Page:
“I think the man might have thought he was an easy target, but didn’t realise that he knew how to defend himself. He’s been doing taekwondo on and off for about five years and obviously used some of those moves to defend himself.”

Andy Davies, chief instructor at Black Belt Academy in Staple Hill, has been Henry’s taekwondo teacher for around 18 months.

Henry, who is in Year 10 at Mangotsfield School, is graded a green belt, which means he knows around half the skills needed to be awarded the elite black belt.

“We teach a mix of taekwondo and kick boxing using a range of oriental weapons,” said Mr Davies. “The biggest thing that we try to do is to keep things simple and practical.

“Henry is a very diligent and quiet person – he’s the last person I would have expected to do what he did.

“But it shows that he had the confidence to use the moves he’d learned in a real setting to defend himself.

“It’s that confidence that we really try to instil in people.

“That takes time and training – the moves have to be practised and repeated over a period of time.

“We try to teach martial arts as a way of life and I am very proud of Henry and what he did to defend himself.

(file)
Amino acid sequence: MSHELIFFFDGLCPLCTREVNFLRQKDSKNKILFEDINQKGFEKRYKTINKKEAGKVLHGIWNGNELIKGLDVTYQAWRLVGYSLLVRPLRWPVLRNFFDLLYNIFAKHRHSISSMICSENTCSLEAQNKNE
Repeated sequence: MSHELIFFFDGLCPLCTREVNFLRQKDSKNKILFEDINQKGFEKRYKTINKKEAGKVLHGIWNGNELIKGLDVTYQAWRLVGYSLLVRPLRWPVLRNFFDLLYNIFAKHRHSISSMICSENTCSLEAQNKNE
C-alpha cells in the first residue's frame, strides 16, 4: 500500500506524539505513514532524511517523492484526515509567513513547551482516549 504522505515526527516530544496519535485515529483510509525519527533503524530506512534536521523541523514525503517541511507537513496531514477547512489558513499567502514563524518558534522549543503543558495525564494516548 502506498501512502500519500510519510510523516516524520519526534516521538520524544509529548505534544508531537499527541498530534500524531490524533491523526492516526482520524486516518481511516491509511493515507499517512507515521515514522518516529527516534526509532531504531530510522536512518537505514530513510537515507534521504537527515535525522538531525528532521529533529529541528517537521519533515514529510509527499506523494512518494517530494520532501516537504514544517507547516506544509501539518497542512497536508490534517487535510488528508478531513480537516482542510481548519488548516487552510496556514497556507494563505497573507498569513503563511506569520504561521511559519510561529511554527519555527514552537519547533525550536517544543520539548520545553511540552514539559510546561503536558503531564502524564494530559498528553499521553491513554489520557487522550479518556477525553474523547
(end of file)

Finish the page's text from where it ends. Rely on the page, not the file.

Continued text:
“I would like more children to learn the skills that martial arts teaches so that more can learn how to defend themselves in these sorts of situations.”

A police spokeswoman told The Post that no arrests had yet been made but an investigation continues into the incident.

It happened between 8.30am and 8.40am on November 6, on the Bristol to Bath cycle track near Rodway Common in Mangotsfield.

Police are looking for a man aged 20 to 30, with a pale complexion, who is about 5ft 7in tall and skinny, with green eyes, a goatee beard and light brown scruffy hair. He was wearing a grey or blue hooded jumper at the time of the incident.

Anyone with information about the attacker should contact the police on 101.

 

Well done Henry Watts, huge respect to you  🙂

Applied Taekwondo With Russ Martin (Applicable To Karateka Too)

Russ Martin, 5th Dan TKD is recognised within the Taekwondo Association of Great Britain as an expert on applied Taekwondo (the practical application of the basics and patterns).  He should really be known further afield as he has a very extensive knowledge.

To better understand his own art he decided to study Shito Ryu Karate as well and has attained his black belt in that too.  He has also attended seminars with many of the great names in applied pattern/kata bunkai.